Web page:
I'm with you. A 20 year old SS with a .240 ISO in AA is mighty impressive. Combine that with a .400 OBP and I find it hard to not project him as at least a major league regular. This is still Baseball Prospectus, so stats should matter a little. I think an explanation of why we should be ignoring Adames production is in order.
juice133
5/27
To be clear, I never said Adames should be ignored. I simply expressed a view of him that isn't as positive as the consensus and is founded in a lengthy evaluative history. I don't view Adames as a shortstop long-term, for starters, viewing him as more of a 2B/3B instead. That immediately puts more pressure on the bat; a bat I don't expect to max out as lofty as his AA numbers might suggest. I think he's a fringe (.260-.265ish) hitter with a good approach and fringe pop. He's also a fringe-average runner that doesn't provide a ton of value on the bases (also impacting his ability to stick at SS). Add it all up, and I think he's a nice prospect with some potential to be a regular, but more likely a fringe/bench guy. Lastly, I disagree completely that my analysis needs to incorporate the stats just because I work for BP. I work for the scouting team at BP, and while Adames' numbers can provide value, it is perfectly acceptable to base my evaluation on the scouting elements of his profile, of which I am very familiar.
bisanders
5/27
MLU really isn't where we'd expect to see a full-blown analysis, is it? The BP staff has previously noted concerns about Adames' long-term defensive home, his swing-and-miss, and his power potential. I look forward to the Eyewitness Report that helps explain how he has significantly reduced his typical K rate while increasing his walk rate and nearly *doubling* his ISO. Is it real development, or SSS?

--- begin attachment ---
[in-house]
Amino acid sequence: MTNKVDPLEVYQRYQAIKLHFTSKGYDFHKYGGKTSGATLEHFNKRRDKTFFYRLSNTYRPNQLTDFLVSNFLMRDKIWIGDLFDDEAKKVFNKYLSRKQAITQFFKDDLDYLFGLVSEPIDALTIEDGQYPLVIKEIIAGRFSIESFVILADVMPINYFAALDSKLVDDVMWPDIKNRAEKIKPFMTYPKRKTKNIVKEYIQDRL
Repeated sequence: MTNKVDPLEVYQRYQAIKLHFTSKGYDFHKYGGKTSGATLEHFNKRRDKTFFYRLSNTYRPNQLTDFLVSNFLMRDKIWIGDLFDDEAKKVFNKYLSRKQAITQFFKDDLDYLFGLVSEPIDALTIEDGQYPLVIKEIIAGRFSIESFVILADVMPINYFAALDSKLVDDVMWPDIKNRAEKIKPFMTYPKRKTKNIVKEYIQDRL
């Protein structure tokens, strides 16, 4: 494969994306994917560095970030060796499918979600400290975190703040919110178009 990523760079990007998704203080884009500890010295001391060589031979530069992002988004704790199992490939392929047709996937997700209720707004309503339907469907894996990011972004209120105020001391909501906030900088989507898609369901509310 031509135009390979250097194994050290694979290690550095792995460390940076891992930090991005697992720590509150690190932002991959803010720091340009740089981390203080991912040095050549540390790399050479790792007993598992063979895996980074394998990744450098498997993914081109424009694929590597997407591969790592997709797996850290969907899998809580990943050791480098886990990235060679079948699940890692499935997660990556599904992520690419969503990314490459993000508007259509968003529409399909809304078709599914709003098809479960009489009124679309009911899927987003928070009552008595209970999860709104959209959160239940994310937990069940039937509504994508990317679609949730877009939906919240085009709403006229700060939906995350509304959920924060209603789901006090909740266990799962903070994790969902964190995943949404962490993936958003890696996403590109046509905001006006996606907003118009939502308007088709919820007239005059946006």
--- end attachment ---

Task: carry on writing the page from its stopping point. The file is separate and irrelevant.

OuagadougouGM
5/27
The ISO improvement could be explained partially by moving from the Florida State League to the Southern League, though it wouldn't explain all of it. The cutting of his SO rate by over 20% while at the same time improving his walk rate by roughly 35% seems to be a most positive development, though. I guess Mark is just one of those scouts who is more down on him. He seems to be polarizing for some reason. Right now, at least, the stats are resolving the question in my mind.
delatopia
5/28
A third of a season is still a small sample size. I'll take a long-term scouting view over the most optimistic interpretations of two months of stats.
OuagadougouGM
5/28
Well, in the minors, two months of stats is more like 40% of the season, but OK. Scouts seem to be all over the board on Willy Adames. Small sample size, yes, but still pretty impressive for the first two months of his exposure to AA baseball.
MaineSkin
5/27
Joan Gregorio older prospect but when I watch the video of his spring outing the 6'7" SP looks much better than his current prospect status. The delivery seems fluid and easy while his current physic is much more developed than the videos years ago when he was a rail. "Tall guys develop slow", well, can we see a rotation arm here with Ks and below avg WHIP?